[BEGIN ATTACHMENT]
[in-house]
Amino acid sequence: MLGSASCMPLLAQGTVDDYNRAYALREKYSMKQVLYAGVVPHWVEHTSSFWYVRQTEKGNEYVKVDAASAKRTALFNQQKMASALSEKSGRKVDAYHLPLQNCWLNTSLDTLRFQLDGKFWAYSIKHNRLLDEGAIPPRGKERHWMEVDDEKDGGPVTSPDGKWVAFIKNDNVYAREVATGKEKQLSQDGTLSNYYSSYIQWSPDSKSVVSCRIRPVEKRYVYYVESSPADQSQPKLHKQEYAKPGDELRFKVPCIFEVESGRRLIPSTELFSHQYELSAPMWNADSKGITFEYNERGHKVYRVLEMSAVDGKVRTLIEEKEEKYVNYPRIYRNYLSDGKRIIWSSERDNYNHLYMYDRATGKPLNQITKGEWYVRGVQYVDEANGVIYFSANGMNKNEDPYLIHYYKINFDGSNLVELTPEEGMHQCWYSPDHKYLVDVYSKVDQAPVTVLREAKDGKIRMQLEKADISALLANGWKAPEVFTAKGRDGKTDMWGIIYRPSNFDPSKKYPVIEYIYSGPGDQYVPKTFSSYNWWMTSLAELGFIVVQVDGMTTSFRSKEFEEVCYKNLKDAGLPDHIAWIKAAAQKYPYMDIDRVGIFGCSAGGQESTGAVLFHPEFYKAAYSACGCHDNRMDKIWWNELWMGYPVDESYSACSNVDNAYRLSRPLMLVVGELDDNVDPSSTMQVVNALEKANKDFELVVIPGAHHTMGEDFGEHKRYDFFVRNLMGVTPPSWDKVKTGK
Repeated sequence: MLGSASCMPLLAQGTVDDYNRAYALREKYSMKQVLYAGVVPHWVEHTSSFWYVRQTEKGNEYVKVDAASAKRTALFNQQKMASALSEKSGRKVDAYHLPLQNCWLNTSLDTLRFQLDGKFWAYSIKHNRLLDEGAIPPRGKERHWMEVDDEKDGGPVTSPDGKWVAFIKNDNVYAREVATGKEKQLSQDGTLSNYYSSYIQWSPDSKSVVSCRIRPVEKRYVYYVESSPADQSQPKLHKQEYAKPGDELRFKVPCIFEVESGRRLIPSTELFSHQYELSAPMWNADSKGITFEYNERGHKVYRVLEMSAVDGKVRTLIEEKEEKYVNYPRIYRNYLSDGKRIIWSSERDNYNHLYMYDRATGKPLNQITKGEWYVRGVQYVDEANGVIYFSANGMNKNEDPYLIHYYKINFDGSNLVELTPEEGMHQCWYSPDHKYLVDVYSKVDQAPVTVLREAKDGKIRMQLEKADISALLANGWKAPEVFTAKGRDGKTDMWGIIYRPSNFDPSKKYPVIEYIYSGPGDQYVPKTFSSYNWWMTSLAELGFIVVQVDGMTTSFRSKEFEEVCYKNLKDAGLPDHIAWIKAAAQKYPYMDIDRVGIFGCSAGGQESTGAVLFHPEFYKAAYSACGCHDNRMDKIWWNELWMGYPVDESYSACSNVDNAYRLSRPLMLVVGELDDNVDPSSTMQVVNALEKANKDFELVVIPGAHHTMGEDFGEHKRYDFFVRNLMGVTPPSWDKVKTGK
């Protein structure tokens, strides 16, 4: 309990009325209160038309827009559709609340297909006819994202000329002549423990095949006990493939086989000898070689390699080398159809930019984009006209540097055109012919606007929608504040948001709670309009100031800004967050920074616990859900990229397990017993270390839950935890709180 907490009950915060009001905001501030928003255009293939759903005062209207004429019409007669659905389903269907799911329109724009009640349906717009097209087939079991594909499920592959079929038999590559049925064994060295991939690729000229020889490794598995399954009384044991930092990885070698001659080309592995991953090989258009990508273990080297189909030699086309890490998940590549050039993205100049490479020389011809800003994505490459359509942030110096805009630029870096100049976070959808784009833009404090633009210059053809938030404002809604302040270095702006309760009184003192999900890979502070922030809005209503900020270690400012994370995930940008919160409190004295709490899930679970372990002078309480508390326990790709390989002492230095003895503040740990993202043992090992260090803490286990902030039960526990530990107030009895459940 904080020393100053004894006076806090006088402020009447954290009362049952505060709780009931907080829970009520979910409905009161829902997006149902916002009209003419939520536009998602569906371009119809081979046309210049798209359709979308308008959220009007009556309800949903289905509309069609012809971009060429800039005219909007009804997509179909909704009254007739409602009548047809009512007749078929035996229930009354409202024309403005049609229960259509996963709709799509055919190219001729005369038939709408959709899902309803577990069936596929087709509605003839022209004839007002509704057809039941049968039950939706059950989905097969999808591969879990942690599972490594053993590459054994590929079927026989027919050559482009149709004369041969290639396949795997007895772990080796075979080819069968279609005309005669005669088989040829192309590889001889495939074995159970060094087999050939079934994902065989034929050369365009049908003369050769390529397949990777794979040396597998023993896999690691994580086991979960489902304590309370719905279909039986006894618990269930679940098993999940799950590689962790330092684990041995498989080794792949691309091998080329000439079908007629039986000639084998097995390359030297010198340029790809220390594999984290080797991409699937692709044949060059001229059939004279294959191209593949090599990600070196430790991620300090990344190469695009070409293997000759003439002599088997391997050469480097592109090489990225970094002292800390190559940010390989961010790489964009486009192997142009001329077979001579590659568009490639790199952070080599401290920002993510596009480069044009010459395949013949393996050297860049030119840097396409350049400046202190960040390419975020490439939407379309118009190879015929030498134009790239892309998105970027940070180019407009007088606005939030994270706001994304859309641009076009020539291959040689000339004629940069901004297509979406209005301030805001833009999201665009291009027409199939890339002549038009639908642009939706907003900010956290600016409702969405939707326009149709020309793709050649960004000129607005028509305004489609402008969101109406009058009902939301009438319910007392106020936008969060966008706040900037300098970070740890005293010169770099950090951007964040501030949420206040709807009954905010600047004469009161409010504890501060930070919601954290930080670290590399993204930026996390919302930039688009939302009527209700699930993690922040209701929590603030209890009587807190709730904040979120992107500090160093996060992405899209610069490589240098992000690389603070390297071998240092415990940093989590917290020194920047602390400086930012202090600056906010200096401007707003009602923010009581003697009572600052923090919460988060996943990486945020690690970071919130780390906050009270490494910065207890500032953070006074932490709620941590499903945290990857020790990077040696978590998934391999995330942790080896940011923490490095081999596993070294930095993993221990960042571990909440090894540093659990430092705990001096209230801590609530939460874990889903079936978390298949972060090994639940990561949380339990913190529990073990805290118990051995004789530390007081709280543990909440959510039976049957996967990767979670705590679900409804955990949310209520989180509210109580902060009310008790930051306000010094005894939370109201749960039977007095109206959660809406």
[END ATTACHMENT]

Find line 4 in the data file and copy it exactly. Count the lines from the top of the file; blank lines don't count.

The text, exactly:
């Protein structure tokens, strides 16, 4: 309990009325209160038309827009559709609340297909006819994202000329002549423990095949006990493939086989000898070689390699080398159809930019984009006209540097055109012919606007929608504040948001709670309009100031800004967050920074616990859900990229397990017993270390839950935890709180 907490009950915060009001905001501030928003255009293939759903005062209207004429019409007669659905389903269907799911329109724009009640349906717009097209087939079991594909499920592959079929038999590559049925064994060295991939690729000229020889490794598995399954009384044991930092990885070698001659080309592995991953090989258009990508273990080297189909030699086309890490998940590549050039993205100049490479020389011809800003994505490459359509942030110096805009630029870096100049976070959808784009833009404090633009210059053809938030404002809604302040270095702006309760009184003192999900890979502070922030809005209503900020270690400012994370995930940008919160409190004295709490899930679970372990002078309480508390326990790709390989002492230095003895503040740990993202043992090992260090803490286990902030039960526990530990107030009895459940 904080020393100053004894006076806090006088402020009447954290009362049952505060709780009931907080829970009520979910409905009161829902997006149902916002009209003419939520536009998602569906371009119809081979046309210049798209359709979308308008959220009007009556309800949903289905509309069609012809971009060429800039005219909007009804997509179909909704009254007739409602009548047809009512007749078929035996229930009354409202024309403005049609229960259509996963709709799509055919190219001729005369038939709408959709899902309803577990069936596929087709509605003839022209004839007002509704057809039941049968039950939706059950989905097969999808591969879990942690599972490594053993590459054994590929079927026989027919050559482009149709004369041969290639396949795997007895772990080796075979080819069968279609005309005669005669088989040829192309590889001889495939074995159970060094087999050939079934994902065989034929050369365009049908003369050769390529397949990777794979040396597998023993896999690691994580086991979960489902304590309370719905279909039986006894618990269930679940098993999940799950590689962790330092684990041995498989080794792949691309091998080329000439079908007629039986000639084998097995390359030297010198340029790809220390594999984290080797991409699937692709044949060059001229059939004279294959191209593949090599990600070196430790991620300090990344190469695009070409293997000759003439002599088997391997050469480097592109090489990225970094002292800390190559940010390989961010790489964009486009192997142009001329077979001579590659568009490639790199952070080599401290920002993510596009480069044009010459395949013949393996050297860049030119840097396409350049400046202190960040390419975020490439939407379309118009190879015929030498134009790239892309998105970027940070180019407009007088606005939030994270706001994304859309641009076009020539291959040689000339004629940069901004297509979406209005301030805001833009999201665009291009027409199939890339002549038009639908642009939706907003900010956290600016409702969405939707326009149709020309793709050649960004000129607005028509305004489609402008969101109406009058009902939301009438319910007392106020936008969060966008706040900037300098970070740890005293010169770099950090951007964040501030949420206040709807009954905010600047004469009161409010504890501060930070919601954290930080670290590399993204930026996390919302930039688009939302009527209700699930993690922040209701929590603030209890009587807190709730904040979120992107500090160093996060992405899209610069490589240098992000690389603070390297071998240092415990940093989590917290020194920047602390400086930012202090600056906010200096401007707003009602923010009581003697009572600052923090919460988060996943990486945020690690970071919130780390906050009270490494910065207890500032953070006074932490709620941590499903945290990857020790990077040696978590998934391999995330942790080896940011923490490095081999596993070294930095993993221990960042571990909440090894540093659990430092705990001096209230801590609530939460874990889903079936978390298949972060090994639940990561949380339990913190529990073990805290118990051995004789530390007081709280543990909440959510039976049957996967990767979670705590679900409804955990949310209520989180509210109580902060009310008790930051306000010094005894939370109201749960039977007095109206959660809406």